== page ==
Chomsky Breaks Down US Fears Over Egyptian Independence

Ben Cohen
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Watching the media cover the uprising in Egypt, one would think that the US government is on the side of the people protesting for change. The Obama Administration has urged a smooth transition of power, and have washed their hands of Mubarak publicly, and most likely privately too. But the history between the US government and the Egyptian dictatorship betrays a deep hostility to democracy and the wishes of the people, facts that CNN, Fox and MSNBC ignore or gloss over.

Mubarak has been supported with literally billions of dollars in US military aid, and he has used it to suppress dissent and crush opposition. The US has known about Mubarak's distaste for democracy and human rights, but ignored it as long as he furthered US interests in the region. Now Mubarak's time is up, the US government is pretending its sordid history with the man Hillary Clinton called a 'friend of her family' never happened. But far from wanting democracy, the Obama Administration is merely holding out hope for a friendly face. Writes Noam Chomsky in the Guardian:

The current hope appears to be Mubarak loyalist General Omar Suleiman, just named Egypt's vice-president. Suleiman, the longtime head of the intelligence services, is despised by the rebelling public almost as much as the dictator himself.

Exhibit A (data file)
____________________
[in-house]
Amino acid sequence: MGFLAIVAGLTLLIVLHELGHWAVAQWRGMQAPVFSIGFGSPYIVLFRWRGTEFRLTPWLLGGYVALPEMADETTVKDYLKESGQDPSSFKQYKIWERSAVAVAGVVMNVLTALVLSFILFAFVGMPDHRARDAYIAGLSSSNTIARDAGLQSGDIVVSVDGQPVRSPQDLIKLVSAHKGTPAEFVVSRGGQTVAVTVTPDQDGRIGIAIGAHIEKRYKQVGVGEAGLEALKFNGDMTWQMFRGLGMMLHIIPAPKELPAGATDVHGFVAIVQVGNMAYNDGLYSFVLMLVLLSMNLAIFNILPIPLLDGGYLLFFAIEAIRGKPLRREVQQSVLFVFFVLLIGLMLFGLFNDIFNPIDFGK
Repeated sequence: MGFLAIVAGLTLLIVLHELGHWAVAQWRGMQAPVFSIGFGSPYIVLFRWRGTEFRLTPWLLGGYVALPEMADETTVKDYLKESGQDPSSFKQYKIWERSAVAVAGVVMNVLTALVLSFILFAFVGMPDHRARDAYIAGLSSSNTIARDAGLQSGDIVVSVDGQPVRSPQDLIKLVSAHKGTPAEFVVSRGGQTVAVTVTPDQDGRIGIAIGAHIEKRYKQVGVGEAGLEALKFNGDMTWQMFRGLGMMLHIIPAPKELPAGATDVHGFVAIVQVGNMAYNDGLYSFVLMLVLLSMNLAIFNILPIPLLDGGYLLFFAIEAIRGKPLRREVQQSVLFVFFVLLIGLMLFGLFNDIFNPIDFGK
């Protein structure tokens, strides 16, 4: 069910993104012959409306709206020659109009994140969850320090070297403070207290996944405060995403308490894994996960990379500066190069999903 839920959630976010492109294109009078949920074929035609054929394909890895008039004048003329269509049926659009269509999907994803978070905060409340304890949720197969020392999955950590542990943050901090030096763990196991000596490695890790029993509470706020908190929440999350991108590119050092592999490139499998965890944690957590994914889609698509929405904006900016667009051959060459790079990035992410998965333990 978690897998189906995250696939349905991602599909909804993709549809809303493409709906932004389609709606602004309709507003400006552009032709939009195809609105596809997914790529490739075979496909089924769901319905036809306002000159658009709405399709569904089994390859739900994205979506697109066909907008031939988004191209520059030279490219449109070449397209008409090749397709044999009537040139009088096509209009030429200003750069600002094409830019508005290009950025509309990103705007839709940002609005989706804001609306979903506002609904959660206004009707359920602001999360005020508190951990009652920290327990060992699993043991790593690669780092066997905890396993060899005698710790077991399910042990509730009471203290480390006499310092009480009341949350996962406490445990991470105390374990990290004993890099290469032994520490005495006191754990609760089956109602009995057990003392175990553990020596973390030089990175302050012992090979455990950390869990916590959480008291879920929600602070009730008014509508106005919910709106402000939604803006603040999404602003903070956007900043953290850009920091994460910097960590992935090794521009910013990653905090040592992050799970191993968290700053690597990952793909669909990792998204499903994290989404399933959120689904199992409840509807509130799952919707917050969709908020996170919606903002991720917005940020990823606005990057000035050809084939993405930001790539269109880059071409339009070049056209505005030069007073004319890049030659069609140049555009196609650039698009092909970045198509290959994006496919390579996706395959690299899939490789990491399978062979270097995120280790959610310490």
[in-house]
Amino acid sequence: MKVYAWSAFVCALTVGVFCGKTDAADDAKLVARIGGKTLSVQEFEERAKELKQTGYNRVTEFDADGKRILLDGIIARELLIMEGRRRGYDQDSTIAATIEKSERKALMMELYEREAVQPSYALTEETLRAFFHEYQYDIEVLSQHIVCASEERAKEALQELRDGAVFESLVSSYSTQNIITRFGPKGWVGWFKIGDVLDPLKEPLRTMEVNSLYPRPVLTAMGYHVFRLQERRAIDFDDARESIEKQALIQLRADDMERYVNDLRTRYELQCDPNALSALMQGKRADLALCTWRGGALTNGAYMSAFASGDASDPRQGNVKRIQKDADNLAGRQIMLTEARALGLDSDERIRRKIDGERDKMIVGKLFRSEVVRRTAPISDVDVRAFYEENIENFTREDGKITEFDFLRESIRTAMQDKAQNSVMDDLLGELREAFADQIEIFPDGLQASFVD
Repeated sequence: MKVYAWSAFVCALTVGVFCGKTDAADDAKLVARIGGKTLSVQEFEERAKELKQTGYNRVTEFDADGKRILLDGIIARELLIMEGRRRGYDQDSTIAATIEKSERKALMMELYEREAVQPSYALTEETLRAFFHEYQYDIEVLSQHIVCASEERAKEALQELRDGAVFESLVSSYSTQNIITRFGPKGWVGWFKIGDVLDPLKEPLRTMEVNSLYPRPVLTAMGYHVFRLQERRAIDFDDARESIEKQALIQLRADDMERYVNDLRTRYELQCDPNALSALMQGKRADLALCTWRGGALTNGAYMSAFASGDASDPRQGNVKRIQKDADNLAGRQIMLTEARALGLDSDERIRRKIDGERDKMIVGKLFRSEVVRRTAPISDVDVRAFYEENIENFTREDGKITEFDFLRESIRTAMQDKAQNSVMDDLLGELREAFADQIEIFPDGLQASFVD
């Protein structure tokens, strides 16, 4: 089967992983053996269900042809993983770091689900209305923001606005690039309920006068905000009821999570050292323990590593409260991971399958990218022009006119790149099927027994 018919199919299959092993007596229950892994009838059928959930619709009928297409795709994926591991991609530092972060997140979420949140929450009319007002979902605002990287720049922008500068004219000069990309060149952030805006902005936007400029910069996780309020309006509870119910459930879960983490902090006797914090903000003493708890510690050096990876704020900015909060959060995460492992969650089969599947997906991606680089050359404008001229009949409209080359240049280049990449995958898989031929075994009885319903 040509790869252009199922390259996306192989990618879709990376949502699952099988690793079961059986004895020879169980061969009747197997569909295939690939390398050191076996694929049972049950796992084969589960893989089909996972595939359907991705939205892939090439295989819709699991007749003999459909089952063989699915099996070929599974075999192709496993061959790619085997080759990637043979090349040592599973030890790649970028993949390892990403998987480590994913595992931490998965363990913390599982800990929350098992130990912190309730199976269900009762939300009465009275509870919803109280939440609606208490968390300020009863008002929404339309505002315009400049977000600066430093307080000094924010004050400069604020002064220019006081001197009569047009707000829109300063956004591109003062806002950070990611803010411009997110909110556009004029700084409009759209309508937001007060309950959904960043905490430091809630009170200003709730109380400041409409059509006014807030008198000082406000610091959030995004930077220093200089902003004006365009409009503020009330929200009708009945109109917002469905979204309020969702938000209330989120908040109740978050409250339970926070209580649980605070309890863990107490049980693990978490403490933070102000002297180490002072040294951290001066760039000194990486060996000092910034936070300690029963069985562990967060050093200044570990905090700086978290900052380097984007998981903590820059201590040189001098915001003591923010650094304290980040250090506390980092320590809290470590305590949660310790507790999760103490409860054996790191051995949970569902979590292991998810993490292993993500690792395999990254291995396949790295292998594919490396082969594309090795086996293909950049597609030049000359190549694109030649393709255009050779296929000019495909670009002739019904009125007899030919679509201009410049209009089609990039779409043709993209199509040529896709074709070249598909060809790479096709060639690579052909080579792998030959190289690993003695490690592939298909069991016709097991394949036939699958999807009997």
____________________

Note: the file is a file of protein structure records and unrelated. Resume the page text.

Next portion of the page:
Obviously, a radically Islamic government wouldn't be good for anyone (radical anything is probably not great in my opinion), the US isn't really concerned about the religious leanings of the new leadership. Writes Chomsky:

A common refrain among pundits isthat fear of radical Islam requires (reluctant) opposition to democracy on pragmatic grounds. While not without some merit, the formulation is misleading. The general threat has always been independence. The US and its allies have regularly supported radical Islamists, sometimes to prevent the threat of secular nationalism.

A familiar example is Saudi Arabia, the ideological centre of radical Islam (and of Islamic terror). Another in a longlist is Zia ul-Haq, the most brutal of Pakistan's dictators and President Reagan's favorite, who carried out a programme of radical Islamisation (with Saudi funding).

The danger to the US is that Egypt deviates from its ally role in the region. Should Egypt choose a leader independent of US influence, it could drastically change the dynamics of the region. Support for US policy in the Middle East amongst the Arab population is virtually non existent, and without a complicit government, there is no telling what could happen in the very near future.